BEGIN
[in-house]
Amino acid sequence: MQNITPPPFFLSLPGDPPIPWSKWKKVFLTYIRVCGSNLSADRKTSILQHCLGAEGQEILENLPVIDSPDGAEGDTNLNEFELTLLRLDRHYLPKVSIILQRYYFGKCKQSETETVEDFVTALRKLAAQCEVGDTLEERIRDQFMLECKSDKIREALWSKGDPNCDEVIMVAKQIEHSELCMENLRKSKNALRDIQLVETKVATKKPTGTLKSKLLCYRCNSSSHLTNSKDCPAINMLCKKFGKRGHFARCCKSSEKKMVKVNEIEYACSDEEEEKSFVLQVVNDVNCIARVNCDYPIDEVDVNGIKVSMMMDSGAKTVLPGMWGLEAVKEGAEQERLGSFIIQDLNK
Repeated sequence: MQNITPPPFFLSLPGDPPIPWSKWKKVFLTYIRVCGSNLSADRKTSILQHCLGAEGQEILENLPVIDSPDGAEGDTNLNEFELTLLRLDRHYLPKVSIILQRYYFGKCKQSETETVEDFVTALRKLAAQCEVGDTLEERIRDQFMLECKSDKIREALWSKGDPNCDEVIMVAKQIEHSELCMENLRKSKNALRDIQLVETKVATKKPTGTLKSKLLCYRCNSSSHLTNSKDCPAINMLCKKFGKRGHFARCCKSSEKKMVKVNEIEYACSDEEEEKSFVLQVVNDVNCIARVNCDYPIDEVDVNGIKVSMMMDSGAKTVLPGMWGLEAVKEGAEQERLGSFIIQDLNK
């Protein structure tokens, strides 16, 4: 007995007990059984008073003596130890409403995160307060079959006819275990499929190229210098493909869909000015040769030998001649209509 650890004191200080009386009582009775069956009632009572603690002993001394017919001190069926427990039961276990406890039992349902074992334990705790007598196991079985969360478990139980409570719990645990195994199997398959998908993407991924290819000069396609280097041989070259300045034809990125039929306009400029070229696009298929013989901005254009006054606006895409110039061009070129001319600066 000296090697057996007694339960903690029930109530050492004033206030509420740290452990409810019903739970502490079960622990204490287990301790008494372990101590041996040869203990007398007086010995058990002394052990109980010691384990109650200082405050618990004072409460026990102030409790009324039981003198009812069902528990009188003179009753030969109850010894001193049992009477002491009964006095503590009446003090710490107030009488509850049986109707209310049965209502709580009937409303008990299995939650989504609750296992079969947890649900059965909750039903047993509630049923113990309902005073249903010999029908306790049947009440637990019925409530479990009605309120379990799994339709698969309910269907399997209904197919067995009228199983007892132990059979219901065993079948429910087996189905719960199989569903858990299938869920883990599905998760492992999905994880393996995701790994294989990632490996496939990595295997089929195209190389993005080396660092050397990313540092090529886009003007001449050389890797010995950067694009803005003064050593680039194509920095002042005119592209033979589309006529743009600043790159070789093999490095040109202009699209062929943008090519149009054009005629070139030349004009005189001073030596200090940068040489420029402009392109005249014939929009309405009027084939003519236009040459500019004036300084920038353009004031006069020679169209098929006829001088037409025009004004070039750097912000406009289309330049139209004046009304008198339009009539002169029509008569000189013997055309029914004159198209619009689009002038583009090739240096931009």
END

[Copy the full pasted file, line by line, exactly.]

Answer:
[in-house]
Amino acid sequence: MQNITPPPFFLSLPGDPPIPWSKWKKVFLTYIRVCGSNLSADRKTSILQHCLGAEGQEILENLPVIDSPDGAEGDTNLNEFELTLLRLDRHYLPKVSIILQRYYFGKCKQSETETVEDFVTALRKLAAQCEVGDTLEERIRDQFMLECKSDKIREALWSKGDPNCDEVIMVAKQIEHSELCMENLRKSKNALRDIQLVETKVATKKPTGTLKSKLLCYRCNSSSHLTNSKDCPAINMLCKKFGKRGHFARCCKSSEKKMVKVNEIEYACSDEEEEKSFVLQVVNDVNCIARVNCDYPIDEVDVNGIKVSMMMDSGAKTVLPGMWGLEAVKEGAEQERLGSFIIQDLNK
Repeated sequence: MQNITPPPFFLSLPGDPPIPWSKWKKVFLTYIRVCGSNLSADRKTSILQHCLGAEGQEILENLPVIDSPDGAEGDTNLNEFELTLLRLDRHYLPKVSIILQRYYFGKCKQSETETVEDFVTALRKLAAQCEVGDTLEERIRDQFMLECKSDKIREALWSKGDPNCDEVIMVAKQIEHSELCMENLRKSKNALRDIQLVETKVATKKPTGTLKSKLLCYRCNSSSHLTNSKDCPAINMLCKKFGKRGHFARCCKSSEKKMVKVNEIEYACSDEEEEKSFVLQVVNDVNCIARVNCDYPIDEVDVNGIKVSMMMDSGAKTVLPGMWGLEAVKEGAEQERLGSFIIQDLNK
């Protein structure tokens, strides 16, 4: 007995007990059984008073003596130890409403995160307060079959006819275990499929190229210098493909869909000015040769030998001649209509 650890004191200080009386009582009775069956009632009572603690002993001394017919001190069926427990039961276990406890039992349902074992334990705790007598196991079985969360478990139980409570719990645990195994199997398959998908993407991924290819000069396609280097041989070259300045034809990125039929306009400029070229696009298929013989901005254009006054606006895409110039061009070129001319600066 000296090697057996007694339960903690029930109530050492004033206030509420740290452990409810019903739970502490079960622990204490287990301790008494372990101590041996040869203990007398007086010995058990002394052990109980010691384990109650200082405050618990004072409460026990102030409790009324039981003198009812069902528990009188003179009753030969109850010894001193049992009477002491009964006095503590009446003090710490107030009488509850049986109707209310049965209502709580009937409303008990299995939650989504609750296992079969947890649900059965909750039903047993509630049923113990309902005073249903010999029908306790049947009440637990019925409530479990009605309120379990799994339709698969309910269907399997209904197919067995009228199983007892132990059979219901065993079948429910087996189905719960199989569903858990299938869920883990599905998760492992999905994880393996995701790994294989990632490996496939990595295997089929195209190389993005080396660092050397990313540092090529886009003007001449050389890797010995950067694009803005003064050593680039194509920095002042005119592209033979589309006529743009600043790159070789093999490095040109202009699209062929943008090519149009054009005629070139030349004009005189001073030596200090940068040489420029402009392109005249014939929009309405009027084939003519236009040459500019004036300084920038353009004031006069020679169209098929006829001088037409025009004004070039750097912000406009289309330049139209004046009304008198339009009539002169029509008569000189013997055309029914004159198209619009689009002038583009090739240096931009």